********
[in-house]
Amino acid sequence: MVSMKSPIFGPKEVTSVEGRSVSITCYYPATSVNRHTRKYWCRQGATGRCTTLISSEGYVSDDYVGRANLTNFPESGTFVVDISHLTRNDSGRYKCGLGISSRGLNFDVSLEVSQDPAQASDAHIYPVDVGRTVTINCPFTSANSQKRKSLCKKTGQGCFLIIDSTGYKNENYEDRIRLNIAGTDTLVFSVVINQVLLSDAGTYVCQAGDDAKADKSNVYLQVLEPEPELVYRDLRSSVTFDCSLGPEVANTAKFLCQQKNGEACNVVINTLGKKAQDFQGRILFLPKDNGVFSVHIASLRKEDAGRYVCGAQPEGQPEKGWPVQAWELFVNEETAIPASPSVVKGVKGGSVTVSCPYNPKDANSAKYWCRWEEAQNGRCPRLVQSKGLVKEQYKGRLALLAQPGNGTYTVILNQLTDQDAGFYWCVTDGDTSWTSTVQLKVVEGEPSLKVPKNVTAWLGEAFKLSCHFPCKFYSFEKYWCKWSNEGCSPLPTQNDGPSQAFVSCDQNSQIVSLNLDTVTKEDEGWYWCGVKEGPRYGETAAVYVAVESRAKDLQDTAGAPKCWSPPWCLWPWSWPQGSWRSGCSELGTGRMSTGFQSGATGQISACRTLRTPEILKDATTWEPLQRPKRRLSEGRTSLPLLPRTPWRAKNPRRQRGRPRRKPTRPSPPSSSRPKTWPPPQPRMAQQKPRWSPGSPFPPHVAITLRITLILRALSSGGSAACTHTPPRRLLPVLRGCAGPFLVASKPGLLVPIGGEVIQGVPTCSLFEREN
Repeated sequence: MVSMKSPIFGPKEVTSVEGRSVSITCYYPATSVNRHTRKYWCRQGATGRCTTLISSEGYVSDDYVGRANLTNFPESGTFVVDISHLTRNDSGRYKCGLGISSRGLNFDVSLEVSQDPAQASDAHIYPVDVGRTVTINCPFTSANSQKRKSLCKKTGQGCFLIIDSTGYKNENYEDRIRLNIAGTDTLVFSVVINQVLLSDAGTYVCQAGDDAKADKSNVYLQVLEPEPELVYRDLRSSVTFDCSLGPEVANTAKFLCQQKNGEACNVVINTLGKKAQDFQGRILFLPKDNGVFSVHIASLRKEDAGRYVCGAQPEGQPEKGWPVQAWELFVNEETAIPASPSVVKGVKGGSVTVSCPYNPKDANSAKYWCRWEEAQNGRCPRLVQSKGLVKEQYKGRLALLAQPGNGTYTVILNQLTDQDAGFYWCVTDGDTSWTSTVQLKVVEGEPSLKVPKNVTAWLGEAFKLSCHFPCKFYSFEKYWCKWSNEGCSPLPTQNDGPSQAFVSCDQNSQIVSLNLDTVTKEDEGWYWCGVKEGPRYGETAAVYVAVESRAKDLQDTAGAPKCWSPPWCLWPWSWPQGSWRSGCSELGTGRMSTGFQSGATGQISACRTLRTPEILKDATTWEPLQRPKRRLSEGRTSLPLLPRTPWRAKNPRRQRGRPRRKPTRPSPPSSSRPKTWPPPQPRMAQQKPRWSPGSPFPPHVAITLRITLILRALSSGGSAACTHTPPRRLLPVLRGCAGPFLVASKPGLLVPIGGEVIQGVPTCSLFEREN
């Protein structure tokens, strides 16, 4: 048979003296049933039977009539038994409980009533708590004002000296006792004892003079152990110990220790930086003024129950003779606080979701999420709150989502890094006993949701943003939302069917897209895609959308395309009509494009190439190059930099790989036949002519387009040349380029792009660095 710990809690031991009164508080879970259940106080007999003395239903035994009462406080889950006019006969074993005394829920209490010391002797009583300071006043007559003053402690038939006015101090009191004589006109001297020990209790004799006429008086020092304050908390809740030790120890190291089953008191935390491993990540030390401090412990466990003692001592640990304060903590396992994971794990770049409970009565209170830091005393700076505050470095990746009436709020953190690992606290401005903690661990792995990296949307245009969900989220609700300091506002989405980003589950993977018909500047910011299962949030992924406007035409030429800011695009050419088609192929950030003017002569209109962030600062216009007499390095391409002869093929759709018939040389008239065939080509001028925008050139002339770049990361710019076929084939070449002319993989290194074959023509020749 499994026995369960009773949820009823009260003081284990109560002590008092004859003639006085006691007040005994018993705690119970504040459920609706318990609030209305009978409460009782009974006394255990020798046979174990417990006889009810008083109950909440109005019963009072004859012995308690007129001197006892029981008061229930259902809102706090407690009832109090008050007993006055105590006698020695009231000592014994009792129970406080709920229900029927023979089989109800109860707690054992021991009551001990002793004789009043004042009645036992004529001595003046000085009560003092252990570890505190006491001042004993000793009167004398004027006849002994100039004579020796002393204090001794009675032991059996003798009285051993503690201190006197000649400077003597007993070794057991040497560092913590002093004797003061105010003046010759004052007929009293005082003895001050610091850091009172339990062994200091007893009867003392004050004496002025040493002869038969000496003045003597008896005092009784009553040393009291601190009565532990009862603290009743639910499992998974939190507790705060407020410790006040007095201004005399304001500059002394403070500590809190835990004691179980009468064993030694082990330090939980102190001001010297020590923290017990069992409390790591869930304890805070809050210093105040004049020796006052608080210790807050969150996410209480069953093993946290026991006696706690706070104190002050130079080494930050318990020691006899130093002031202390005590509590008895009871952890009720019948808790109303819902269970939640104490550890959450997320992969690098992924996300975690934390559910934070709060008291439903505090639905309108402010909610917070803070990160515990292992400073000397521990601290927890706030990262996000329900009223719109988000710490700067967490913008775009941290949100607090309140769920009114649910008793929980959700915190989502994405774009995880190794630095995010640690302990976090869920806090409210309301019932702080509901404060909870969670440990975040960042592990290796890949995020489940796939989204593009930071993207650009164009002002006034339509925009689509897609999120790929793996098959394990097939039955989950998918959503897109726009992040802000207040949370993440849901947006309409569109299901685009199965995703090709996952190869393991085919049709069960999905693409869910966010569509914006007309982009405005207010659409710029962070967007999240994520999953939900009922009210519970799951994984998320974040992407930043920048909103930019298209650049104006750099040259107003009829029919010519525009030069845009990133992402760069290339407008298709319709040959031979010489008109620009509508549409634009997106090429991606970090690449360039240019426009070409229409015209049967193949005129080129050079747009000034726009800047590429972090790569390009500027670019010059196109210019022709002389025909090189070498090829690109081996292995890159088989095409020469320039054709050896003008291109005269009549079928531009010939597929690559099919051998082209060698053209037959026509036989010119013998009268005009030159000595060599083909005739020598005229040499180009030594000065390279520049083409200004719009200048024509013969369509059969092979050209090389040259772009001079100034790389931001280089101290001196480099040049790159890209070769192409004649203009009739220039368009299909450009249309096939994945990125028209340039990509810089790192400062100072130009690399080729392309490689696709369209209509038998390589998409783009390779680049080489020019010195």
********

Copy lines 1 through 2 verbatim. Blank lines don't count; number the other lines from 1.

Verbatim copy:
[in-house]
Amino acid sequence: MVSMKSPIFGPKEVTSVEGRSVSITCYYPATSVNRHTRKYWCRQGATGRCTTLISSEGYVSDDYVGRANLTNFPESGTFVVDISHLTRNDSGRYKCGLGISSRGLNFDVSLEVSQDPAQASDAHIYPVDVGRTVTINCPFTSANSQKRKSLCKKTGQGCFLIIDSTGYKNENYEDRIRLNIAGTDTLVFSVVINQVLLSDAGTYVCQAGDDAKADKSNVYLQVLEPEPELVYRDLRSSVTFDCSLGPEVANTAKFLCQQKNGEACNVVINTLGKKAQDFQGRILFLPKDNGVFSVHIASLRKEDAGRYVCGAQPEGQPEKGWPVQAWELFVNEETAIPASPSVVKGVKGGSVTVSCPYNPKDANSAKYWCRWEEAQNGRCPRLVQSKGLVKEQYKGRLALLAQPGNGTYTVILNQLTDQDAGFYWCVTDGDTSWTSTVQLKVVEGEPSLKVPKNVTAWLGEAFKLSCHFPCKFYSFEKYWCKWSNEGCSPLPTQNDGPSQAFVSCDQNSQIVSLNLDTVTKEDEGWYWCGVKEGPRYGETAAVYVAVESRAKDLQDTAGAPKCWSPPWCLWPWSWPQGSWRSGCSELGTGRMSTGFQSGATGQISACRTLRTPEILKDATTWEPLQRPKRRLSEGRTSLPLLPRTPWRAKNPRRQRGRPRRKPTRPSPPSSSRPKTWPPPQPRMAQQKPRWSPGSPFPPHVAITLRITLILRALSSGGSAACTHTPPRRLLPVLRGCAGPFLVASKPGLLVPIGGEVIQGVPTCSLFEREN